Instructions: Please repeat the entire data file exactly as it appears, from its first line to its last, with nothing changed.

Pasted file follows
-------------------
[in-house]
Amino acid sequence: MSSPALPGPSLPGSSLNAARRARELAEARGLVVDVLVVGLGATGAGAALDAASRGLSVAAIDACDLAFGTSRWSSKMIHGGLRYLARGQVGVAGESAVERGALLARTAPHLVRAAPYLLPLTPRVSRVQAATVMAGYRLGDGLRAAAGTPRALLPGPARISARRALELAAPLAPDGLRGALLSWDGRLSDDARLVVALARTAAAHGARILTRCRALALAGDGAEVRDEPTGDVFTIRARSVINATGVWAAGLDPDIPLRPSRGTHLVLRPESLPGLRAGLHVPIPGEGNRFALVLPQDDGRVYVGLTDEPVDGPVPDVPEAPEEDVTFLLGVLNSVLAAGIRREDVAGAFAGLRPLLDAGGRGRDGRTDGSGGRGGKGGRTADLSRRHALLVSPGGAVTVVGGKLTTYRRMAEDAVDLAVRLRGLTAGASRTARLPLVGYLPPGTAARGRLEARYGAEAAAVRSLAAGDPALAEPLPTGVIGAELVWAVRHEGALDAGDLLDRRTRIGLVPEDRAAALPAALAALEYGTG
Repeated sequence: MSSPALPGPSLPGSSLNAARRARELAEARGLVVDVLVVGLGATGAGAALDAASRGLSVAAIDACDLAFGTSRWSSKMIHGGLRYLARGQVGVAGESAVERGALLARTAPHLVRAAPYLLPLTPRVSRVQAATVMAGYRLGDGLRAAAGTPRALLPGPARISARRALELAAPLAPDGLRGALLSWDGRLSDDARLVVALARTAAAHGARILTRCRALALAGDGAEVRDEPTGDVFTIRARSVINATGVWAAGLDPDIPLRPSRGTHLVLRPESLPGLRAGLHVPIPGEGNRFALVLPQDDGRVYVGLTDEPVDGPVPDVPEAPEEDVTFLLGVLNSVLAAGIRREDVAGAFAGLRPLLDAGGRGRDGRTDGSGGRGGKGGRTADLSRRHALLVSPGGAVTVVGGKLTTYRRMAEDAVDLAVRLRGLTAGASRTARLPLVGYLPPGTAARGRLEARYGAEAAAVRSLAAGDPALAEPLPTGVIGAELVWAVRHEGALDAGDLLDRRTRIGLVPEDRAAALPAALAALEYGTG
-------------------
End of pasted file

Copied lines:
[in-house]
Amino acid sequence: MSSPALPGPSLPGSSLNAARRARELAEARGLVVDVLVVGLGATGAGAALDAASRGLSVAAIDACDLAFGTSRWSSKMIHGGLRYLARGQVGVAGESAVERGALLARTAPHLVRAAPYLLPLTPRVSRVQAATVMAGYRLGDGLRAAAGTPRALLPGPARISARRALELAAPLAPDGLRGALLSWDGRLSDDARLVVALARTAAAHGARILTRCRALALAGDGAEVRDEPTGDVFTIRARSVINATGVWAAGLDPDIPLRPSRGTHLVLRPESLPGLRAGLHVPIPGEGNRFALVLPQDDGRVYVGLTDEPVDGPVPDVPEAPEEDVTFLLGVLNSVLAAGIRREDVAGAFAGLRPLLDAGGRGRDGRTDGSGGRGGKGGRTADLSRRHALLVSPGGAVTVVGGKLTTYRRMAEDAVDLAVRLRGLTAGASRTARLPLVGYLPPGTAARGRLEARYGAEAAAVRSLAAGDPALAEPLPTGVIGAELVWAVRHEGALDAGDLLDRRTRIGLVPEDRAAALPAALAALEYGTG
Repeated sequence: MSSPALPGPSLPGSSLNAARRARELAEARGLVVDVLVVGLGATGAGAALDAASRGLSVAAIDACDLAFGTSRWSSKMIHGGLRYLARGQVGVAGESAVERGALLARTAPHLVRAAPYLLPLTPRVSRVQAATVMAGYRLGDGLRAAAGTPRALLPGPARISARRALELAAPLAPDGLRGALLSWDGRLSDDARLVVALARTAAAHGARILTRCRALALAGDGAEVRDEPTGDVFTIRARSVINATGVWAAGLDPDIPLRPSRGTHLVLRPESLPGLRAGLHVPIPGEGNRFALVLPQDDGRVYVGLTDEPVDGPVPDVPEAPEEDVTFLLGVLNSVLAAGIRREDVAGAFAGLRPLLDAGGRGRDGRTDGSGGRGGKGGRTADLSRRHALLVSPGGAVTVVGGKLTTYRRMAEDAVDLAVRLRGLTAGASRTARLPLVGYLPPGTAARGRLEARYGAEAAAVRSLAAGDPALAEPLPTGVIGAELVWAVRHEGALDAGDLLDRRTRIGLVPEDRAAALPAALAALEYGTG